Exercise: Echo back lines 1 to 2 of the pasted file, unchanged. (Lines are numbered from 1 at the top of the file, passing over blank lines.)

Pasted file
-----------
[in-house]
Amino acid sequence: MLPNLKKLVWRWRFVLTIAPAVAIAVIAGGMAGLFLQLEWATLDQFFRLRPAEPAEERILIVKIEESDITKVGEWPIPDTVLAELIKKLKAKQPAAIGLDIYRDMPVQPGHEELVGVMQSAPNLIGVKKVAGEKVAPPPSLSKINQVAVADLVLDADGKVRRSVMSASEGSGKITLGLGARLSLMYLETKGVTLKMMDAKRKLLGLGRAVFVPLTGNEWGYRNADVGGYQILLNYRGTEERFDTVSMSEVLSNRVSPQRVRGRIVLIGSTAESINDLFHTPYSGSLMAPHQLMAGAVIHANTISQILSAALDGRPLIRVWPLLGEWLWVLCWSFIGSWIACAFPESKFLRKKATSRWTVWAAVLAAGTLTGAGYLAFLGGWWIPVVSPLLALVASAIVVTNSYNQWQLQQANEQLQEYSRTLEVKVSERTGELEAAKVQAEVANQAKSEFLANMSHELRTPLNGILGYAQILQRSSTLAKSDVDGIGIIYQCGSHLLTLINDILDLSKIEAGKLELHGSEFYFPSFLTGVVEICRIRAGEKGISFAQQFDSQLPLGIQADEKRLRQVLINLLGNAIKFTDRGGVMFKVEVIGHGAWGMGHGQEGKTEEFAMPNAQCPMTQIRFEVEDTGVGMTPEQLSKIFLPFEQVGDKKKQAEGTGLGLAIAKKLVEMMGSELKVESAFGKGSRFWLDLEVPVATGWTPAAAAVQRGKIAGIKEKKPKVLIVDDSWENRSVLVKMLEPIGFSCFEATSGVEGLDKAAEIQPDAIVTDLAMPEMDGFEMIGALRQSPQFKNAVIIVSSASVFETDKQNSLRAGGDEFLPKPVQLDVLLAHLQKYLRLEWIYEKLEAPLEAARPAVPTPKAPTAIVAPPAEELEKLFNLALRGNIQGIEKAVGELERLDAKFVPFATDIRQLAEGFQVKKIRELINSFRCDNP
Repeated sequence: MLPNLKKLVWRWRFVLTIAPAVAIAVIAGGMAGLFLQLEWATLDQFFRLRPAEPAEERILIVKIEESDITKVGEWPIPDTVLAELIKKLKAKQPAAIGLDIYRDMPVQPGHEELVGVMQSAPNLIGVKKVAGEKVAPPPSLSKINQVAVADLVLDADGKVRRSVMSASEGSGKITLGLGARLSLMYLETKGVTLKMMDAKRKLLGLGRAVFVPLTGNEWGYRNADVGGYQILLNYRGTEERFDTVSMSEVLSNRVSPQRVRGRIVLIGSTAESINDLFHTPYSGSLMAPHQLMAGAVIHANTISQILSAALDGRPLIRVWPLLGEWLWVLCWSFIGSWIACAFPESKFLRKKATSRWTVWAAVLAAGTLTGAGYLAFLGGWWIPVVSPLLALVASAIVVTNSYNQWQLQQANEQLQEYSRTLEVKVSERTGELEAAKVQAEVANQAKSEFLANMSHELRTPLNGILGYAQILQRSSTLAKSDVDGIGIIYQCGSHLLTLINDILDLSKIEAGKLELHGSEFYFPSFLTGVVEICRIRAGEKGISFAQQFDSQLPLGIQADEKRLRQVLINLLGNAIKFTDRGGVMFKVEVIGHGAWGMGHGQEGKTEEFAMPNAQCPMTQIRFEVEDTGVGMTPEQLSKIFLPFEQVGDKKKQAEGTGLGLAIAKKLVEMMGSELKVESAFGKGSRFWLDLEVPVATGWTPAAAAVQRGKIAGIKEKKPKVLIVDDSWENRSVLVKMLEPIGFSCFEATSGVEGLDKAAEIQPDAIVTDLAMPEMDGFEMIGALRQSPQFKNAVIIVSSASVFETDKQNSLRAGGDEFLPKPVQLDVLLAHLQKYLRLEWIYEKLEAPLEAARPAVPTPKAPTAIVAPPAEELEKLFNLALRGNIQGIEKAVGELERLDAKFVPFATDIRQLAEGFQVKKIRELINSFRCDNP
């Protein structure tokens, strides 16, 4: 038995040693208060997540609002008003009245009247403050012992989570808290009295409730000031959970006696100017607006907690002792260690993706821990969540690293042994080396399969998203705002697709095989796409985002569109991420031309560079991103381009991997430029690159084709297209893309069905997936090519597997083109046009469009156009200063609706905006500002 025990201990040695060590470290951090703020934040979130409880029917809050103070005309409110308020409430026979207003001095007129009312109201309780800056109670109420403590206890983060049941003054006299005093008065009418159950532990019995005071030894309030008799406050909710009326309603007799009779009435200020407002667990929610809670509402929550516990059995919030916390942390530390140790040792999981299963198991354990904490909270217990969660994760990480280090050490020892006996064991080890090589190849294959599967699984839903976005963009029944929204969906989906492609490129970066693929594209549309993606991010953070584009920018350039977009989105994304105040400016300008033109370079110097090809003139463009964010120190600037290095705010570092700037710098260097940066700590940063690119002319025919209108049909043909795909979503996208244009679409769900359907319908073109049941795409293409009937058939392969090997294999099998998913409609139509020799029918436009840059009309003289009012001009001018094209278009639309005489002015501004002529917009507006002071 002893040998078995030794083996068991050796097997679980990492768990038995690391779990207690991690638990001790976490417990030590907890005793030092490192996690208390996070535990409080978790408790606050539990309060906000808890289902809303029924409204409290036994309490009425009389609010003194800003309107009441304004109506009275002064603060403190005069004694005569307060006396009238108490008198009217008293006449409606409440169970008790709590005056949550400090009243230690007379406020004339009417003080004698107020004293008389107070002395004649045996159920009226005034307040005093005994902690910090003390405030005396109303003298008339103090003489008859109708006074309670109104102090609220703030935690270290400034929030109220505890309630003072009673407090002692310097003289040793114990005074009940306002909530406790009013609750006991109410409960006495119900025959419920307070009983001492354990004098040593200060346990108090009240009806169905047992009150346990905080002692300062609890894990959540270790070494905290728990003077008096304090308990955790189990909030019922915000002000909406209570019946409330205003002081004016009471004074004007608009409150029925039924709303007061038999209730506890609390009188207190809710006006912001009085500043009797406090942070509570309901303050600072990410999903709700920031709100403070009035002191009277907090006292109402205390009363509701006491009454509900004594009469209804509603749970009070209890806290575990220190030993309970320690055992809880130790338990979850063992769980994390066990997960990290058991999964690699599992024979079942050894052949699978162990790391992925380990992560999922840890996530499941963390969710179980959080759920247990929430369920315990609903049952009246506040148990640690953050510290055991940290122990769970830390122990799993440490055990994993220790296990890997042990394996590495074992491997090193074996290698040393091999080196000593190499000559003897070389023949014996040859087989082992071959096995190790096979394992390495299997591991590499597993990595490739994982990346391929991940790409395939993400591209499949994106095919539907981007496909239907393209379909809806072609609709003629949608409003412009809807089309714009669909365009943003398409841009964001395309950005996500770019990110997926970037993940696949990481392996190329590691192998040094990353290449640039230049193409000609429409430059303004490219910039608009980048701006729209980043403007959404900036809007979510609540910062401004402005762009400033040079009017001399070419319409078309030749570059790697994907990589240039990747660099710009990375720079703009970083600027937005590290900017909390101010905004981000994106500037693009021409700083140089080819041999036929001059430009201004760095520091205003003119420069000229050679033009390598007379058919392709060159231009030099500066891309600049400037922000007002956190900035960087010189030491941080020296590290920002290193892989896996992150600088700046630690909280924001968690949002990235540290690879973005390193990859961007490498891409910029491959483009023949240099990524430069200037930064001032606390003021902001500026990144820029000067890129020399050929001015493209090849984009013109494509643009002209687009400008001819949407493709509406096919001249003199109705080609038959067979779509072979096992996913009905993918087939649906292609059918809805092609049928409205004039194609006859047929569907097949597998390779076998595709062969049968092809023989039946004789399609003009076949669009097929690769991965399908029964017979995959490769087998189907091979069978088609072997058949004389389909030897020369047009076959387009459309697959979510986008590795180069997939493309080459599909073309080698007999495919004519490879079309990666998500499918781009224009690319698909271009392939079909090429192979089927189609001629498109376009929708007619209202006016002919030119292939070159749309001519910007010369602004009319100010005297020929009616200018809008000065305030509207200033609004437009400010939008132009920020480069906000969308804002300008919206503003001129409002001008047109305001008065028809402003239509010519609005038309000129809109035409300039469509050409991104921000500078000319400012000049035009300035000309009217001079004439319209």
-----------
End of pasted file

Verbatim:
[in-house]
Amino acid sequence: MLPNLKKLVWRWRFVLTIAPAVAIAVIAGGMAGLFLQLEWATLDQFFRLRPAEPAEERILIVKIEESDITKVGEWPIPDTVLAELIKKLKAKQPAAIGLDIYRDMPVQPGHEELVGVMQSAPNLIGVKKVAGEKVAPPPSLSKINQVAVADLVLDADGKVRRSVMSASEGSGKITLGLGARLSLMYLETKGVTLKMMDAKRKLLGLGRAVFVPLTGNEWGYRNADVGGYQILLNYRGTEERFDTVSMSEVLSNRVSPQRVRGRIVLIGSTAESINDLFHTPYSGSLMAPHQLMAGAVIHANTISQILSAALDGRPLIRVWPLLGEWLWVLCWSFIGSWIACAFPESKFLRKKATSRWTVWAAVLAAGTLTGAGYLAFLGGWWIPVVSPLLALVASAIVVTNSYNQWQLQQANEQLQEYSRTLEVKVSERTGELEAAKVQAEVANQAKSEFLANMSHELRTPLNGILGYAQILQRSSTLAKSDVDGIGIIYQCGSHLLTLINDILDLSKIEAGKLELHGSEFYFPSFLTGVVEICRIRAGEKGISFAQQFDSQLPLGIQADEKRLRQVLINLLGNAIKFTDRGGVMFKVEVIGHGAWGMGHGQEGKTEEFAMPNAQCPMTQIRFEVEDTGVGMTPEQLSKIFLPFEQVGDKKKQAEGTGLGLAIAKKLVEMMGSELKVESAFGKGSRFWLDLEVPVATGWTPAAAAVQRGKIAGIKEKKPKVLIVDDSWENRSVLVKMLEPIGFSCFEATSGVEGLDKAAEIQPDAIVTDLAMPEMDGFEMIGALRQSPQFKNAVIIVSSASVFETDKQNSLRAGGDEFLPKPVQLDVLLAHLQKYLRLEWIYEKLEAPLEAARPAVPTPKAPTAIVAPPAEELEKLFNLALRGNIQGIEKAVGELERLDAKFVPFATDIRQLAEGFQVKKIRELINSFRCDNP